Nobody likes spoilers. Forgive me for remembering the old days, but there was a time when you could only see something on TV or at the movie theater. If you missed it on TV, then you deserved to have it spoiled for you. If you had not seen the movie yet, you needed to get to the theater fast. Of course with no social media, the opportunities for spoilage were more rare.
A plot is spoiled when we know what is going to happen. Much of the Star Wars episodes 1-3 was spoiled before the movies were ever made. We knew that Anakin would turn to the dark side. We knew that he would father a couple of children. Key elements of the plot held no suspense.
When the plot is spoiled, we know how the story ends. We see the disasters coming, we expect the hero to arrive, we know who will still be standing. So, for entertainment, all we have left is curiosity about the details. We miss the suspense. We find no surprise with the unexpected. Our jaws never drop. Many stories become old and trite.
In American culture, the Bible has been spoiled. We know how it ends. We know all the twists and turns, the disasters and the deliverances. We know that Moses leads the Hebrews out of Egypt. We know that David kills Goliath. We know that the big fish swallows Jonah and saves his life. We know that Jesus turns the water to wine. We know that the woman at the well comes to faith We know that Peter walks on water. We know that Judas betrays his master, who is executed for fictitious crimes. We know that the tomb is empty.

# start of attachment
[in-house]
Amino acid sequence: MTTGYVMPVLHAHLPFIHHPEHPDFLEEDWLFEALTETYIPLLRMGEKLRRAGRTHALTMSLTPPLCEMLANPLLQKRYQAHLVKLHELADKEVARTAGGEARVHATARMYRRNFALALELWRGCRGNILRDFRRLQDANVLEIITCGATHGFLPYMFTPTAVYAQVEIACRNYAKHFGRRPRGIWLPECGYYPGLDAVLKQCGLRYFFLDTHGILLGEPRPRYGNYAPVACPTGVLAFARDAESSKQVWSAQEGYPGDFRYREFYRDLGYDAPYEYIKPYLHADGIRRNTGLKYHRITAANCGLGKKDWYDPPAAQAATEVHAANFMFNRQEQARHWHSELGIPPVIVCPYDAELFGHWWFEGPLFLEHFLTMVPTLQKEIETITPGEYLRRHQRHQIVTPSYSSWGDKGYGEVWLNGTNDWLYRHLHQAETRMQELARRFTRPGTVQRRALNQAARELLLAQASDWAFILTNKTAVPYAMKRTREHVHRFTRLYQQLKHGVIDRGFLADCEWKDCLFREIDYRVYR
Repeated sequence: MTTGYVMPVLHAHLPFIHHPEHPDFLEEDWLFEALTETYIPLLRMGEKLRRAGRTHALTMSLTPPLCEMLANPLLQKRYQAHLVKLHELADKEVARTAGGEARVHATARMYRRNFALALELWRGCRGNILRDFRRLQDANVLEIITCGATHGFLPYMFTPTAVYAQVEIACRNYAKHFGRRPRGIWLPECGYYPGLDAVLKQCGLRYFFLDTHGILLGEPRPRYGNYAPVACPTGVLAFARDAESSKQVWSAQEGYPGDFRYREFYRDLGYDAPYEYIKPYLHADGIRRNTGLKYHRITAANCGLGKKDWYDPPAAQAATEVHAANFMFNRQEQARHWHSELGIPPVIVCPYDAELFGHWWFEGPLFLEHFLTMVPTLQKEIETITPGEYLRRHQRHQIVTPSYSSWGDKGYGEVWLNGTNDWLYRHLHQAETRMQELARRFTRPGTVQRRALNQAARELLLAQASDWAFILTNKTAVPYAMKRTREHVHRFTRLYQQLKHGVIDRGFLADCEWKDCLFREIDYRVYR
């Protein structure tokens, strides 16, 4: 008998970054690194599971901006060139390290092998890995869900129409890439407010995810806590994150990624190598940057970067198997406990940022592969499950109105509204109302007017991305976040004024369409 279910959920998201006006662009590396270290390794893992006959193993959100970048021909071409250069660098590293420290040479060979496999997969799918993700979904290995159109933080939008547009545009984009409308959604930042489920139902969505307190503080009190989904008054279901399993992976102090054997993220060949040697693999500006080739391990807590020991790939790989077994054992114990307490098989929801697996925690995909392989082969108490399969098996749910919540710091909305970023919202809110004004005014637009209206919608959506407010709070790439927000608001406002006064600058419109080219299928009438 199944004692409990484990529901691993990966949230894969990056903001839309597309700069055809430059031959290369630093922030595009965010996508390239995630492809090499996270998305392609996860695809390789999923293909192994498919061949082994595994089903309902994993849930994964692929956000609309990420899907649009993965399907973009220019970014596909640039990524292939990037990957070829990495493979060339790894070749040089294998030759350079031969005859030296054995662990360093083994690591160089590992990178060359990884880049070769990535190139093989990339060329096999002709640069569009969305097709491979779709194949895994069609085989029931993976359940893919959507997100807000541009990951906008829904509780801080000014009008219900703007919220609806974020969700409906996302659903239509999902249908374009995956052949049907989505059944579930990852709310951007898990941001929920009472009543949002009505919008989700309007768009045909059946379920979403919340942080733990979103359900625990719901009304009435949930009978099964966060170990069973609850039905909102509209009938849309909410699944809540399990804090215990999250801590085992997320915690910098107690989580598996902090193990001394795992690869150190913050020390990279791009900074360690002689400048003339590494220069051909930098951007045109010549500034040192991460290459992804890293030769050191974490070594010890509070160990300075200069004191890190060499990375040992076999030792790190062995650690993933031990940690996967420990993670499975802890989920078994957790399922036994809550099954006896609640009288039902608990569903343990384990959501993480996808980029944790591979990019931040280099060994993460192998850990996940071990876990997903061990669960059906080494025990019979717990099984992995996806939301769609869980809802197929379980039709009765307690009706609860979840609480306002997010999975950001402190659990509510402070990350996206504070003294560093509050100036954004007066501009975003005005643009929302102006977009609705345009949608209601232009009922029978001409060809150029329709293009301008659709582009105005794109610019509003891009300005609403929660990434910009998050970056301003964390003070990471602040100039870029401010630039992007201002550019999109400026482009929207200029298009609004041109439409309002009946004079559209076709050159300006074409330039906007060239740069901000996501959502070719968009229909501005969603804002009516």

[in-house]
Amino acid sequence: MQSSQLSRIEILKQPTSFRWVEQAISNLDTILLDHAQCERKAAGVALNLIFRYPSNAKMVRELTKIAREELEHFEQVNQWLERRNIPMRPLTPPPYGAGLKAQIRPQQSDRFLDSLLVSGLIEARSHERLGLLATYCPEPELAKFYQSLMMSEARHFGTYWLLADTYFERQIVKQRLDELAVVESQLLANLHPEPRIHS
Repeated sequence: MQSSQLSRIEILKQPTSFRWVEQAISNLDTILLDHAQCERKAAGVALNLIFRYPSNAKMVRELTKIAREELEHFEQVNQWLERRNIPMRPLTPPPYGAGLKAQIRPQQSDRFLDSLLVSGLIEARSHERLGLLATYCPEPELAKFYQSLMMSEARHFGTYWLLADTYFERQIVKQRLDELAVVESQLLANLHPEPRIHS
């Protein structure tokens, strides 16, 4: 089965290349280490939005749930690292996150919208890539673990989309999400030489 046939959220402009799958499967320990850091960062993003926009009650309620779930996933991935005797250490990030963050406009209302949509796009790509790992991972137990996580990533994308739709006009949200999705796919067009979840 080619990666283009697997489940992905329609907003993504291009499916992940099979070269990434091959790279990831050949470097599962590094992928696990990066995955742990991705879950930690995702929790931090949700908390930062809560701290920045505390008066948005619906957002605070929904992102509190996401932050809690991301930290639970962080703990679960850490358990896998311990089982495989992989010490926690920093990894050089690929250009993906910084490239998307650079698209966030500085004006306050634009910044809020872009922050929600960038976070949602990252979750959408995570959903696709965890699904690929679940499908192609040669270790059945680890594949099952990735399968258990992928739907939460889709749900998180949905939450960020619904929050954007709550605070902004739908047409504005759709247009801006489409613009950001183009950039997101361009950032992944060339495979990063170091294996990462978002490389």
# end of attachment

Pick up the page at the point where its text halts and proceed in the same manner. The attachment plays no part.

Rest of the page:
But those who hear these stories for the first time are astounded. God parts the waters! Jonah can't run away from God! Jesus offends the religious people! Jesus forgives those who murder him! Love conquers hate!
We can tell these stories to children and watch their eyes light up. But by the time we are adults, our eyes glaze over. Yeah, yeah, yeah. Tell me something I don't know. What's your point?
If we can read the stories as though we have never heard them, we see just what a radical Jesus is. We marvel at the power and love of God. We get a glimpse of the story of God.
Maybe that's what childlike faith is all about: reveling in astonishment at the work of God.